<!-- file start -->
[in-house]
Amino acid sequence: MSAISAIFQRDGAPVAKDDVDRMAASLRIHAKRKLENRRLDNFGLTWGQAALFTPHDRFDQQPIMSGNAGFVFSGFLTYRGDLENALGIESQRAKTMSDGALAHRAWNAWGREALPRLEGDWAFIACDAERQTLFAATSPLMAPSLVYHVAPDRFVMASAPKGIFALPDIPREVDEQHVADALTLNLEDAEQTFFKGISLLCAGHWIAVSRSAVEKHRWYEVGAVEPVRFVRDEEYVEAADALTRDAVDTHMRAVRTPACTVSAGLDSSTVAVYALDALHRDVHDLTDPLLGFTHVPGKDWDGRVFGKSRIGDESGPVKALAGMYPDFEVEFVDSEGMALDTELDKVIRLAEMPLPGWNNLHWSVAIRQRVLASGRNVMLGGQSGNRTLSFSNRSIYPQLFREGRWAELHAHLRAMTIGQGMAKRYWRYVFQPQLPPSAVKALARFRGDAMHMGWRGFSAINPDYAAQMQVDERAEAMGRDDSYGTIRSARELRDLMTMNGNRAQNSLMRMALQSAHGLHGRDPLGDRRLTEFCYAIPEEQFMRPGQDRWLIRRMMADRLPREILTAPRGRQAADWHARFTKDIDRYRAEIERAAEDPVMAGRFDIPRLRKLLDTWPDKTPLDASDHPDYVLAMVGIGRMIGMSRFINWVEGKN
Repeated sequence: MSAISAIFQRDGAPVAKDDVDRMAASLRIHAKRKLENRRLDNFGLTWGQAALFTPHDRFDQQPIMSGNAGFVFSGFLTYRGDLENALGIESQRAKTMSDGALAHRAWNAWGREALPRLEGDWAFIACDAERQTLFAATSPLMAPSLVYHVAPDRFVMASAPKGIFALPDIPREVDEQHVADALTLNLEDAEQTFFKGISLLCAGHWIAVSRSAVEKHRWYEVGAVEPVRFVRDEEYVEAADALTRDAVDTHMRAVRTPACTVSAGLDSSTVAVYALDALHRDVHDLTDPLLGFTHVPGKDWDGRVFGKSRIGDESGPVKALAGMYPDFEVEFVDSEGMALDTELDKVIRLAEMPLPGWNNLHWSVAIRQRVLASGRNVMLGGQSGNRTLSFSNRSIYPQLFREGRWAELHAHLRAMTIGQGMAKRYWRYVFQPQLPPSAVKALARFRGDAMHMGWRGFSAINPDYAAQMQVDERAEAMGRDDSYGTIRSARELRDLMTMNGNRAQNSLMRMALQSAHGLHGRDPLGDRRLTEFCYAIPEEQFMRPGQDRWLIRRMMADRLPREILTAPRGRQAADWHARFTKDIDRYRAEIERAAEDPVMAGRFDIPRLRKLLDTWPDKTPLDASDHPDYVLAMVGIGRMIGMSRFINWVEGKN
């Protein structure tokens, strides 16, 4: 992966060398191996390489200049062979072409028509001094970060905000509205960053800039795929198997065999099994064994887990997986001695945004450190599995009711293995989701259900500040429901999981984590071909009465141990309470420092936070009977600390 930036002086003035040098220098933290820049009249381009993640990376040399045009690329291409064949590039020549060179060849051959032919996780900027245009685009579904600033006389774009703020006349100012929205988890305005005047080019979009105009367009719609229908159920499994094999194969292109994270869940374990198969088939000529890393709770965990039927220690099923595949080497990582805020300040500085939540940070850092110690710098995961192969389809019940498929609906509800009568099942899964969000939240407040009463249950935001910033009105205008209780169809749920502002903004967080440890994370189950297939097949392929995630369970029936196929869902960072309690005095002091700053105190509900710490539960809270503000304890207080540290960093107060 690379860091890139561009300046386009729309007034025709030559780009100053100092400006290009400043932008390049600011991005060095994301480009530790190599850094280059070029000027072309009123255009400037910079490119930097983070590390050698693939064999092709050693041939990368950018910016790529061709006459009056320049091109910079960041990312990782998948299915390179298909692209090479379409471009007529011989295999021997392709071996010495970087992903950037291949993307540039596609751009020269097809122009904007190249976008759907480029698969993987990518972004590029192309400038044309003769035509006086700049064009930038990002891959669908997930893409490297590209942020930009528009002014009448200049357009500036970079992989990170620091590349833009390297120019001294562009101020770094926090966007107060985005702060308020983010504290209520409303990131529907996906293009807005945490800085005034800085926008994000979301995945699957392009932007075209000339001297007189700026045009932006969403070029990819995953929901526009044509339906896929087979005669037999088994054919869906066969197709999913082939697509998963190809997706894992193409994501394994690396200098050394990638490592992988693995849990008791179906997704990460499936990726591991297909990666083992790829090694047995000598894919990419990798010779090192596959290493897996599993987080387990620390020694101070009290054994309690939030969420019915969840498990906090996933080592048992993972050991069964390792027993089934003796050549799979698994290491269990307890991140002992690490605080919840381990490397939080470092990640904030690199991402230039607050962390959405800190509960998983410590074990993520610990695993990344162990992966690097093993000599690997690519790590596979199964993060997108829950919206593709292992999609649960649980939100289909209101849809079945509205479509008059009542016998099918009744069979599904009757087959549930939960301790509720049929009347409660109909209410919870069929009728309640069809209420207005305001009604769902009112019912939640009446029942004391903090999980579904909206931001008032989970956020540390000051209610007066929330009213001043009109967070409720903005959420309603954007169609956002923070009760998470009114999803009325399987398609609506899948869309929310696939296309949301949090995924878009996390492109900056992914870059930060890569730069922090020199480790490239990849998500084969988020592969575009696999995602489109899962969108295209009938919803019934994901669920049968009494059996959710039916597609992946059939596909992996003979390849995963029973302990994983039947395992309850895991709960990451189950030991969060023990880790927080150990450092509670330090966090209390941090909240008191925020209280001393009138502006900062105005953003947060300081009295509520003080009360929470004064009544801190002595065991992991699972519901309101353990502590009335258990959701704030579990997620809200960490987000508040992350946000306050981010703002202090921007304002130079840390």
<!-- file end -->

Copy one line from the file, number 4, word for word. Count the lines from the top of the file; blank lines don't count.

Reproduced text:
């Protein structure tokens, strides 16, 4: 992966060398191996390489200049062979072409028509001094970060905000509205960053800039795929198997065999099994064994887990997986001695945004450190599995009711293995989701259900500040429901999981984590071909009465141990309470420092936070009977600390 930036002086003035040098220098933290820049009249381009993640990376040399045009690329291409064949590039020549060179060849051959032919996780900027245009685009579904600033006389774009703020006349100012929205988890305005005047080019979009105009367009719609229908159920499994094999194969292109994270869940374990198969088939000529890393709770965990039927220690099923595949080497990582805020300040500085939540940070850092110690710098995961192969389809019940498929609906509800009568099942899964969000939240407040009463249950935001910033009105205008209780169809749920502002903004967080440890994370189950297939097949392929995630369970029936196929869902960072309690005095002091700053105190509900710490539960809270503000304890207080540290960093107060 690379860091890139561009300046386009729309007034025709030559780009100053100092400006290009400043932008390049600011991005060095994301480009530790190599850094280059070029000027072309009123255009400037910079490119930097983070590390050698693939064999092709050693041939990368950018910016790529061709006459009056320049091109910079960041990312990782998948299915390179298909692209090479379409471009007529011989295999021997392709071996010495970087992903950037291949993307540039596609751009020269097809122009904007190249976008759907480029698969993987990518972004590029192309400038044309003769035509006086700049064009930038990002891959669908997930893409490297590209942020930009528009002014009448200049357009500036970079992989990170620091590349833009390297120019001294562009101020770094926090966007107060985005702060308020983010504290209520409303990131529907996906293009807005945490800085005034800085926008994000979301995945699957392009932007075209000339001297007189700026045009932006969403070029990819995953929901526009044509339906896929087979005669037999088994054919869906066969197709999913082939697509998963190809997706894992193409994501394994690396200098050394990638490592992988693995849990008791179906997704990460499936990726591991297909990666083992790829090694047995000598894919990419990798010779090192596959290493897996599993987080387990620390020694101070009290054994309690939030969420019915969840498990906090996933080592048992993972050991069964390792027993089934003796050549799979698994290491269990307890991140002992690490605080919840381990490397939080470092990640904030690199991402230039607050962390959405800190509960998983410590074990993520610990695993990344162990992966690097093993000599690997690519790590596979199964993060997108829950919206593709292992999609649960649980939100289909209101849809079945509205479509008059009542016998099918009744069979599904009757087959549930939960301790509720049929009347409660109909209410919870069929009728309640069809209420207005305001009604769902009112019912939640009446029942004391903090999980579904909206931001008032989970956020540390000051209610007066929330009213001043009109967070409720903005959420309603954007169609956002923070009760998470009114999803009325399987398609609506899948869309929310696939296309949301949090995924878009996390492109900056992914870059930060890569730069922090020199480790490239990849998500084969988020592969575009696999995602489109899962969108295209009938919803019934994901669920049968009494059996959710039916597609992946059939596909992996003979390849995963029973302990994983039947395992309850895991709960990451189950030991969060023990880790927080150990450092509670330090966090209390941090909240008191925020209280001393009138502006900062105005953003947060300081009295509520003080009360929470004064009544801190002595065991992991699972519901309101353990502590009335258990959701704030579990997620809200960490987000508040992350946000306050981010703002202090921007304002130079840390």